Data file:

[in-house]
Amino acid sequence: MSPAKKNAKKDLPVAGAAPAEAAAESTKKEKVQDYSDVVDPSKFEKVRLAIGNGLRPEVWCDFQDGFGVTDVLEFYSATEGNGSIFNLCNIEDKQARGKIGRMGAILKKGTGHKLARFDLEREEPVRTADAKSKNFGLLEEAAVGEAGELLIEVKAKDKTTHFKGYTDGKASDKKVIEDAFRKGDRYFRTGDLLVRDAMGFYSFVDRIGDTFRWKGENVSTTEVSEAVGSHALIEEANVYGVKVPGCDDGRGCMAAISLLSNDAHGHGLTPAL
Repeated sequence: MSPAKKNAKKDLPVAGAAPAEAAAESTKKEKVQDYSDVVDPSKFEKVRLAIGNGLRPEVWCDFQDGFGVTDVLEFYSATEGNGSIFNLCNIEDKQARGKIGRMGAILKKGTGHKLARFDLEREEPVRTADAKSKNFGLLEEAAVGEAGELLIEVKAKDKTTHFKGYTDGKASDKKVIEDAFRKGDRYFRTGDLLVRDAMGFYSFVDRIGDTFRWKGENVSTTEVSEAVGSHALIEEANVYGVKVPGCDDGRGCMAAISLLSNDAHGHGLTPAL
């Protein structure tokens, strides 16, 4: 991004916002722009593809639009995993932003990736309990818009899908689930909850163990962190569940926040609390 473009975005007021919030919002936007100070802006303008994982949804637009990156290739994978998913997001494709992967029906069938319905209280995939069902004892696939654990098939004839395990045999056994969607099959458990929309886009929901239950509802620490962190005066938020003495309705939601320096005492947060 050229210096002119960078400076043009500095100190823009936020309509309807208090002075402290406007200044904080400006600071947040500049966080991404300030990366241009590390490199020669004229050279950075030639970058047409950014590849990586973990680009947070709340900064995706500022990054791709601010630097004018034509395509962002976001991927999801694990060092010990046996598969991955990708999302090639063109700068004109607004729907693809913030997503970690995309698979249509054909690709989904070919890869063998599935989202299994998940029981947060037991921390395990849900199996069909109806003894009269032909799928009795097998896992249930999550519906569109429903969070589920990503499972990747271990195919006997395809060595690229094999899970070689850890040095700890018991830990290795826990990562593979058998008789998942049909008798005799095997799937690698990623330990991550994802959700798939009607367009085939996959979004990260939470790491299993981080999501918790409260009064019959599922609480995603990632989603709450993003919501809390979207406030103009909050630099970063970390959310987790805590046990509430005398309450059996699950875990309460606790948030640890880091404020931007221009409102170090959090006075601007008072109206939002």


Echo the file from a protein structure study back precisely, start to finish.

[in-house]
Amino acid sequence: MSPAKKNAKKDLPVAGAAPAEAAAESTKKEKVQDYSDVVDPSKFEKVRLAIGNGLRPEVWCDFQDGFGVTDVLEFYSATEGNGSIFNLCNIEDKQARGKIGRMGAILKKGTGHKLARFDLEREEPVRTADAKSKNFGLLEEAAVGEAGELLIEVKAKDKTTHFKGYTDGKASDKKVIEDAFRKGDRYFRTGDLLVRDAMGFYSFVDRIGDTFRWKGENVSTTEVSEAVGSHALIEEANVYGVKVPGCDDGRGCMAAISLLSNDAHGHGLTPAL
Repeated sequence: MSPAKKNAKKDLPVAGAAPAEAAAESTKKEKVQDYSDVVDPSKFEKVRLAIGNGLRPEVWCDFQDGFGVTDVLEFYSATEGNGSIFNLCNIEDKQARGKIGRMGAILKKGTGHKLARFDLEREEPVRTADAKSKNFGLLEEAAVGEAGELLIEVKAKDKTTHFKGYTDGKASDKKVIEDAFRKGDRYFRTGDLLVRDAMGFYSFVDRIGDTFRWKGENVSTTEVSEAVGSHALIEEANVYGVKVPGCDDGRGCMAAISLLSNDAHGHGLTPAL
């Protein structure tokens, strides 16, 4: 991004916002722009593809639009995993932003990736309990818009899908689930909850163990962190569940926040609390 473009975005007021919030919002936007100070802006303008994982949804637009990156290739994978998913997001494709992967029906069938319905209280995939069902004892696939654990098939004839395990045999056994969607099959458990929309886009929901239950509802620490962190005066938020003495309705939601320096005492947060 050229210096002119960078400076043009500095100190823009936020309509309807208090002075402290406007200044904080400006600071947040500049966080991404300030990366241009590390490199020669004229050279950075030639970058047409950014590849990586973990680009947070709340900064995706500022990054791709601010630097004018034509395509962002976001991927999801694990060092010990046996598969991955990708999302090639063109700068004109607004729907693809913030997503970690995309698979249509054909690709989904070919890869063998599935989202299994998940029981947060037991921390395990849900199996069909109806003894009269032909799928009795097998896992249930999550519906569109429903969070589920990503499972990747271990195919006997395809060595690229094999899970070689850890040095700890018991830990290795826990990562593979058998008789998942049909008798005799095997799937690698990623330990991550994802959700798939009607367009085939996959979004990260939470790491299993981080999501918790409260009064019959599922609480995603990632989603709450993003919501809390979207406030103009909050630099970063970390959310987790805590046990509430005398309450059996699950875990309460606790948030640890880091404020931007221009409102170090959090006075601007008072109206939002």